Former Finnish PM points to signs of improvement in Russia-West relationsWorld May 24, 17:20
Russia's legendary Su-27 fighter marks 40 years since its first flightMilitary & Defense May 24, 17:19
Russian lawmaker comments on US decision to end military subsidies to UkraineRussian Politics & Diplomacy May 24, 16:30
Nine Russian missile regiments rearmed with advanced ICBM systemsMilitary & Defense May 24, 16:01
Perm session completes cycle of regional offsite events in run-up to SPIEF 2017Press Releases May 24, 15:38
Ka-52 helicopters to have advanced weapon targeting systemMilitary & Defense May 24, 15:09
Amsterdam Court may look into appeal against Scythian Gold ruling in fallSociety & Culture May 24, 15:04
Russian ground forces to be fully rearmed with Iskander-M ballistic missiles by late 2020Military & Defense May 24, 14:58
Russian security chief calls for cooperation on cyber threatsRussian Politics & Diplomacy May 24, 14:34
MOSCOW, March 3. /TASS/. Scarcely any mass movement in Russia is ready to turn into a mouthpiece of the US, believes Alexey Pushkov, the chairman of the Russian State Duma foreign policy committee.
He said in an interview published by the Izvestia daily Tuesday that several scenarios of an ‘orange revolution’ in Russia had been drafted. Among them he named a scenario of the Russian Maidan, with Moscow’s Bolotnaya square regarded as a stand-in for Kiev’s Independence Square.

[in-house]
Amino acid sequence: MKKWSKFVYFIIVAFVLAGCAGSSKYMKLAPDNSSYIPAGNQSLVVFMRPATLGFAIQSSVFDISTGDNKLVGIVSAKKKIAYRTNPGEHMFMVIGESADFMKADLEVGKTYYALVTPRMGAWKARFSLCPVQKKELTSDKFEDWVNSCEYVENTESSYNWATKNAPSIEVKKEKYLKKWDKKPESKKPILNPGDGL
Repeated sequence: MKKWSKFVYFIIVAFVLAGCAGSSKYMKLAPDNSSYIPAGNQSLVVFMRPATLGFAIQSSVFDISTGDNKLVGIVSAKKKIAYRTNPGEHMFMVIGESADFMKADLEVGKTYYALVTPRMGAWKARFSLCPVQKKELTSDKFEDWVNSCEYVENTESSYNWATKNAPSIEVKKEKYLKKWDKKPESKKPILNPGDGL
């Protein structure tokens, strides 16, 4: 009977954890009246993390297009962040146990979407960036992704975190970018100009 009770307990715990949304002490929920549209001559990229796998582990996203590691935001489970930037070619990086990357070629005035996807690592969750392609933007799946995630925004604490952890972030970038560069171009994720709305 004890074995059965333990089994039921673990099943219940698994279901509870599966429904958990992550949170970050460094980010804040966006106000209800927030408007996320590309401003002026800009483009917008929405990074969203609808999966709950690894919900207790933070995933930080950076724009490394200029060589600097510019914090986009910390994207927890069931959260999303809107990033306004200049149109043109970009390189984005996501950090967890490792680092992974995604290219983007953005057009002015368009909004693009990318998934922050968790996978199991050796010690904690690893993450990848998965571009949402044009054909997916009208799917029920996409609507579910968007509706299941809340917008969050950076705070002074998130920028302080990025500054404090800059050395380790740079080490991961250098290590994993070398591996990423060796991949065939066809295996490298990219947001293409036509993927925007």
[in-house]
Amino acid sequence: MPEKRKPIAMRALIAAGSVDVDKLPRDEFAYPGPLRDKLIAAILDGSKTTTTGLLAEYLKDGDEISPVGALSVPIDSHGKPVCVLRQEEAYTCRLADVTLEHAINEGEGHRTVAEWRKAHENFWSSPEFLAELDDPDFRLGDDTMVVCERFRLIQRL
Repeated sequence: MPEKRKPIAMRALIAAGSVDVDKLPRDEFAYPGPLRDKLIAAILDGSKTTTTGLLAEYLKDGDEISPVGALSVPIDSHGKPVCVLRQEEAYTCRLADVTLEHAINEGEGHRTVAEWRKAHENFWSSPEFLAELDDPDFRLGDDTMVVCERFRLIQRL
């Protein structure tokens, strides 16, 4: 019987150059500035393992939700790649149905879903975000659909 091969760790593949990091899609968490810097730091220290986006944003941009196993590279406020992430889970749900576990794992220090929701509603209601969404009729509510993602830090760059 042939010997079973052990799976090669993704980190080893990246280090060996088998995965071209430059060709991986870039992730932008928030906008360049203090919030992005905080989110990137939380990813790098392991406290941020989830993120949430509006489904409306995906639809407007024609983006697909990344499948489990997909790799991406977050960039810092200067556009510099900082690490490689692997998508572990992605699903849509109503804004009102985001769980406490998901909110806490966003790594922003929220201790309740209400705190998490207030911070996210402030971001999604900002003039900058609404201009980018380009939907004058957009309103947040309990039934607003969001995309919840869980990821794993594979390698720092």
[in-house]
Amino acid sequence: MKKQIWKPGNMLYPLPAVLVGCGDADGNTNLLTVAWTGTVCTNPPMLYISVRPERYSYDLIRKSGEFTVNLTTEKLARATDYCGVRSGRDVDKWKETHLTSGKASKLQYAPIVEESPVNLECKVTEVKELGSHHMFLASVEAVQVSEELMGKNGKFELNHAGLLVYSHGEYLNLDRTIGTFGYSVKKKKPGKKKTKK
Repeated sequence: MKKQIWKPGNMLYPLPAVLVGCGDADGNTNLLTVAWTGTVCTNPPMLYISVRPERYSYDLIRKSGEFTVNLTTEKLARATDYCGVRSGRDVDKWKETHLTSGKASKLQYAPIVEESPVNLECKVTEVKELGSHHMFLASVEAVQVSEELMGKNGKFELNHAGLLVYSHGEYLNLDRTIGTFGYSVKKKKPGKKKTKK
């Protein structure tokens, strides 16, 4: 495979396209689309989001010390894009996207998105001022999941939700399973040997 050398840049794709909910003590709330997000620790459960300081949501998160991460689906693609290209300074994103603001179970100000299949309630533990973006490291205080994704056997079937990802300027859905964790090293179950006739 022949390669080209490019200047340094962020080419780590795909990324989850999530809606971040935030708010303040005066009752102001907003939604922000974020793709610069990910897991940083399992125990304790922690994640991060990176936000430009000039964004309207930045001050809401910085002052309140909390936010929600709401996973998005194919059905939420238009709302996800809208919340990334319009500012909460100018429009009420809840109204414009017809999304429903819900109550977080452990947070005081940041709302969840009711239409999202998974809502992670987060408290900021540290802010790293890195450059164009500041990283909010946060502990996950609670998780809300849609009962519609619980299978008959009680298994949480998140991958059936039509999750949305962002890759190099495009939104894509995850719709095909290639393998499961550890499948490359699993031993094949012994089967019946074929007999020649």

"Participants in the Bolotnaya square protests (organized by Russia’s off-parliament political opposition - TASS) were viewed as a promising movement that needed informational and political support," Dr. Pushkov said.
"Today the US maintains close contacts with the radical pro-American opposition personified by Mikhail Khodorkovsky, Garri Kasparov, Mikhail Kasyanov and others," he said. "Their political prospects in Russia are dismal but the US simply doesn’t have a better choice."
"Not a single mass movement in Russia is prepared to take on the role of a US mouthpiece," Dr. Pushkov said with confidence.
He said the situation looked bizarre when Khodorkovsky de facto announced the start of his presidential race at the headquarters of Freedom House, which is 90% financed by the US Department of State.
"This means he positions himself from the very beginning as a political stuntman of the US and this surely won’t boost his popularity in Russia," Dr. Pushkov said. "These people are simply used to careen the political situation here in this country."
Last but not least, Washington has been probing into a possibility of economic destabilization in Russia, which might bring to existence mass protest movements and call President Vladimir Putin’s authority and influence into question, he said.
"It’s true that such scenarios do exist but the big question is to what degree they are implementable," Dr. Pushkov said.